Jewish World Review Oct 3, 2011 6 Tishrei, 5772
The Four Laws of Politics
By Roger Simon
You always look at the hands, an old-timer once told me when I was starting out as a political columnist in Chicago. It's the first law: Guy asks you about politics, you look at the hands.
Why? I asked the old-timer.
"You see if he's wearing a knuckle-duster or packing heat or just this," the old-timer said, reaching into his pocket and pulling out a roll of quarters. "You wrap your hand around this, and one bap to the chin — wham! — a guy is down."
A lot of questions ran through my mind: Did I really want to be a columnist? Did I really want to cover politics? But I had a bigger question.
Where do you even get a roll of quarters? I asked.
"A bank," the old-timer said. "Whaddya think? You break into a parking meter and roll them yourself?"
So the years pass. And I find out that people do come up to you, especially at parties, and ask you questions about politics. And I am happy to make up the answers. But I always look at the hands first.
The guy who just asked me about Rick Perry has a bottle of Fiji Water in one hand, and the other hand is in the pocket of his chinos.
You got a roll of quarters? I ask him.
"A roll of quarters?" he says. "I didn't know quarters came in rolls. Who needs quarters? Parking meters take credit cards. Or you can use your cell phone."
I take it all in: the fancy water, the chinos, the fact that he is too young to remember coinage. So I know how to answer his question.
"Rick Perry," I say, "is George Bush without the brains."
The guy laughs so hard his Fiji almost erupts. "That is so, so good," he says. "What's your Twitter handle, man? I want to follow you."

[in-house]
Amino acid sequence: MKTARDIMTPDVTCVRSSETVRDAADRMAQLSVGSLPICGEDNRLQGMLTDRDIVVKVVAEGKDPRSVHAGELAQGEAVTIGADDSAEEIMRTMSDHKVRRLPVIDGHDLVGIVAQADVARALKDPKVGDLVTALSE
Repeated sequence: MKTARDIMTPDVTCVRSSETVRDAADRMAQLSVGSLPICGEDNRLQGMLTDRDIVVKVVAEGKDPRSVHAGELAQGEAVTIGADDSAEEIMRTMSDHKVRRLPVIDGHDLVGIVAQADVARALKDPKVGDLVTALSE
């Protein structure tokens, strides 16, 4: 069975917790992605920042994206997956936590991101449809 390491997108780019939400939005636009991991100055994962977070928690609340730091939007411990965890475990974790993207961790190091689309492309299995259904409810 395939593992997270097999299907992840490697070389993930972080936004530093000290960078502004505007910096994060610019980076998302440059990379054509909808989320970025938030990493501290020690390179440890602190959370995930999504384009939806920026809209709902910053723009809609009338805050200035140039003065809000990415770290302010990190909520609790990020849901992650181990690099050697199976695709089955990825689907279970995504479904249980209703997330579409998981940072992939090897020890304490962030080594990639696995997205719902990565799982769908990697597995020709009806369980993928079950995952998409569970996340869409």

I tell him I need to get to the bar. Second law of politics: Keep contact with civilians to a minimum.
The guy ahead of me at the bar is wearing a blue blazer with gold buttons and a pair of gray slacks that match the color of his hair. He is trying to explain to the bartender how to make a Long Island iced tea.
"You need Triple Sec, not tea," the guy is saying. "Don't be an idiot."
The guy turns to me. "He's an idiot," the guy says.
Yeah, I say, the plasma physicists all work the bar during the day shift.
"I know you," the guys says.
No, I say. Must be some other guy.
"No, it's you," he says. "So tell me about Obama. No way he gets re-elected, right?"
I look at the hands. Manicured nails, pudgy fingers, liver spots. Then I notice his cologne. It smells like bags of worn, hundred-dollar bills.
Barack Obama will be a one-term president, I tell him. At most.
The guy roars. He takes a thick, ivory-colored business card out of his blazer pocket. In raised black letters, it gives the address of a hedge fund in Antigua.
He writes a phone number on the card with a slim gold pencil. "I live in the Hamptons," he says. "Next time you're in the Hamptons, you give me a call."
I don't ask him which Hamptons. The only Hamptons I know were related to Lionel.
"And it's going be Romney or Perry, right?" he says.
A dream ticket, I say. Both hat and cattle.
"I don't know what that means," he says. "But I like it."
That's the beauty of politics, I say. It doesn't have to mean anything, it just has to sound good. And then I tell him that the bartender has his Long Island iced tea ready. He turns his head, and I beat it for the door.
As I elbow my way through the crowd, people shout names at me. "Cain?" "Gingrich?" "Christie?" "Hillary?"
Yes, I shout back. Yes and yes and yes! Which is the third law of politics: Always tell people what they want to hear.
The door is in sight. I feel a tug on my sleeve. It's the Fiji Water guy.
"I just wanted to say you have the greatest job in the world, man" he says. "You know that, right?"
I look at him, and I decide to break the fourth law of politics. I decide to tell him the truth.
Two old ladies are eating in a restaurant, I tell him. One says, "Boy, the food at this place is really terrible." The other says, "Yeah, I know, and such small portions." And that's how I feel about covering politics. It's full of loneliness, suffering and unhappiness — and it's all over much too quickly.
Fiji Water blinks at me.
Woody Allen, I tell him. "Annie Hall." You ever see "Annie Hall"?
Fiji Water shakes his head. "No," he says, "but it was my grandmother's favorite movie."
I blink at him. Then I tell him to stay right where he is while I try to find an open bank.
"Why?" he asks.
Need a roll of quarters, I tell him.
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